• Robbing – Bees that come into a hive to rob may also leave varroa behind. This Is believed to be the highest risk activity and how most varroa is spread. Aim to decrease this risk by limiting open sugar or pollen feeding and decreasing entrances on weak hives.

The linking risk factor in all these scenarios is proximity. We encourage beekeepers in an area to work together proactively. First get your varroa surveillance plan in place and then check neighboring beekeepers to ensure they are doing it also.

Once the infected bee lands in a new hive it will often make itself at home and not realise it is not in its original hive. The varroa hitchhikers can then move off the bee into the hive and begin the reproductive phase of their lifecycle. The reproductive stage starts with a pregnant female mite entering a brood cell as it is being capped. The mite is adept at hiding beneath royal jelly or underneath the pupa itself to avoid detection. It is the scent omitted by the bee larva that attracts the mite to the cell.

Once inside she will begin to feed on the pupa and the cell is capped with her inside. Over the coming days she will start by laying male offspring (eggs are laid and not fertalised) and then females, these females are referred to as nymphs. These nymphs develop and feed on the pupa until they reach sexual maturity. Keep in mind the brood cell is still closed.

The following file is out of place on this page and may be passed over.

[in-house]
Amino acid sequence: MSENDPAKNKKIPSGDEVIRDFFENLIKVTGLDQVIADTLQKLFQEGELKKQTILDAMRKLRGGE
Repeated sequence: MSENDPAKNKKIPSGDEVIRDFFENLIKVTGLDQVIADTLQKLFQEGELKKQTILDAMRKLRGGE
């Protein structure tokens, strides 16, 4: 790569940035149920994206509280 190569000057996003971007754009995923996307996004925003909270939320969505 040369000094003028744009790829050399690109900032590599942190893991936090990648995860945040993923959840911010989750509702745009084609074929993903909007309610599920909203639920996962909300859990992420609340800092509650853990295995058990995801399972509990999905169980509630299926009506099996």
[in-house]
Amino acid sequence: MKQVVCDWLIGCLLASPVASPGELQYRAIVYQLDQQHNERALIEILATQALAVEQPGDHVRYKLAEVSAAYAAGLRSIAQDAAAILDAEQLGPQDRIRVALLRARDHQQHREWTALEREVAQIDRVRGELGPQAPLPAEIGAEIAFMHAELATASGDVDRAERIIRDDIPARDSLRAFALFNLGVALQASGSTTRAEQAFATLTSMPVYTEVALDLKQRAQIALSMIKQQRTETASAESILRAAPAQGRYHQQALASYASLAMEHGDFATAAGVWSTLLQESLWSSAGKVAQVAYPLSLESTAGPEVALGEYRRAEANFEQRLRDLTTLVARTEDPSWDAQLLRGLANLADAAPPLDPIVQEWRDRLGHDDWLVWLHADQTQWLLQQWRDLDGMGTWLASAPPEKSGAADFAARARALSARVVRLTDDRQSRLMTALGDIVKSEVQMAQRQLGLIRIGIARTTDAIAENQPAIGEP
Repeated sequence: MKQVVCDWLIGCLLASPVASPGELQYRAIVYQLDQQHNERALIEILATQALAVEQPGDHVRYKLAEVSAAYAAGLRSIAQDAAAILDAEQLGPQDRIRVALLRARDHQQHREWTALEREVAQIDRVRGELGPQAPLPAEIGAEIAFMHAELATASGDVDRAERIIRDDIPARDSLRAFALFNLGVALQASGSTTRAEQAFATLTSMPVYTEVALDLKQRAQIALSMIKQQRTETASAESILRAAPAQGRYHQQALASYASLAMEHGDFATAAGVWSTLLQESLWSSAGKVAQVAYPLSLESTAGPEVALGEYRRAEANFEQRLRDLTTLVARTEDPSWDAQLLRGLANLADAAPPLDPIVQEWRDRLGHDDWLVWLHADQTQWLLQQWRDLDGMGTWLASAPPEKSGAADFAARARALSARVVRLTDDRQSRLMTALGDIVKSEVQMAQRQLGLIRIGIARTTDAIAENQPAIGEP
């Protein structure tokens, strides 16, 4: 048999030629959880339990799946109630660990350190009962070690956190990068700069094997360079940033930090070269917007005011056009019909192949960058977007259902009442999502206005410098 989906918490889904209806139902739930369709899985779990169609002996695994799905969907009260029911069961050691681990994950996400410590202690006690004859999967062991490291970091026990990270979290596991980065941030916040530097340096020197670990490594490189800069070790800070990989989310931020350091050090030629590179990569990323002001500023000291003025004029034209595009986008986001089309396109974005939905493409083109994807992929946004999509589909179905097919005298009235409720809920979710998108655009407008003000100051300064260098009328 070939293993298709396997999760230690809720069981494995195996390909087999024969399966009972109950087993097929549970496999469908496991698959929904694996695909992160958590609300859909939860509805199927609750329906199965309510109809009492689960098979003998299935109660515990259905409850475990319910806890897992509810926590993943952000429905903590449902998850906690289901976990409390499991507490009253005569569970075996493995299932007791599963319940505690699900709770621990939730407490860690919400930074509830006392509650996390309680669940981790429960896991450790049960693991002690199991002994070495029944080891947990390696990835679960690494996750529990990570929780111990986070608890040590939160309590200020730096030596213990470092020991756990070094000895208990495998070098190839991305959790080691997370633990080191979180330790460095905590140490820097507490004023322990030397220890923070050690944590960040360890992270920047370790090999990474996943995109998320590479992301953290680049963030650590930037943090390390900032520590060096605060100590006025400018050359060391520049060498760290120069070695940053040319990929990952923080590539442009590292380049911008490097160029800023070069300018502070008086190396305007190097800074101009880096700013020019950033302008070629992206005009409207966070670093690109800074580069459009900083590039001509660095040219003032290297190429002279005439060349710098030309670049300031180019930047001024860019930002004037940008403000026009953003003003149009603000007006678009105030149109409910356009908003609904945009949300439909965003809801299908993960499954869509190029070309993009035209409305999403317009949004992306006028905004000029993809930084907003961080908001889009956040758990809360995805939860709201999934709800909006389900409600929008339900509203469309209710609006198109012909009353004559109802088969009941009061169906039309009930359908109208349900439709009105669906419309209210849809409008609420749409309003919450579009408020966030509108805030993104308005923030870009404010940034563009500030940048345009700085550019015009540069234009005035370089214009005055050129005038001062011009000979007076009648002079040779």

The mites then interbreed among themselves. When the cell is uncapped days later the pregnant females emerge along with the new bee. The mites then move onto the phoretic stage. These pregnant female mites spend 3-4 days hitchhiking on workers (ample time to spread between hives) before going back into another reproductive stage. The male mites and adolescent mites on the other hand remain inside the cell and die. Male mites can not survive outside of a brood cell.

In a highly infected hive mites will be seen when any brood is uncapped. It looks like brown dots on the white pupa. The mites do have a preference for drone brood rather than worker brood, so checking drone brood is a good surveillance technique. More on that later. Varroa prefer drone brood as it has a longer developmental stage, so more varroa can be breed per brood cycle. On
average each mother has 1.5 daughters in worker brood and 2.5 daughters in drone brood. The mites can smell a scent difference between the two and will preferentially enter the drone brood. This sense organ is on their front legs and they also have a crude sense of light or dark and sense vibrations too as they move around the hive.

As the reproduction of mites is paired with bee brood you can see that spring, summer and autumn are the key times to look for varroa. While a queen is laying varroa can double in number every four weeks.

As an emerging invasion is unfolding at the moment in Australia, varroa must be checked for all year round and no season should be considered low risk.

Please see our current Varroa products here

Varroa Mite Series
Learn more about Varroa Mites in our special 4-part series.

Part 2:  Varroa surveillance planning

Part 3: Varroa surveillance tools and techniques

art 4: Why record keeping is crucial for varroa mite surveillance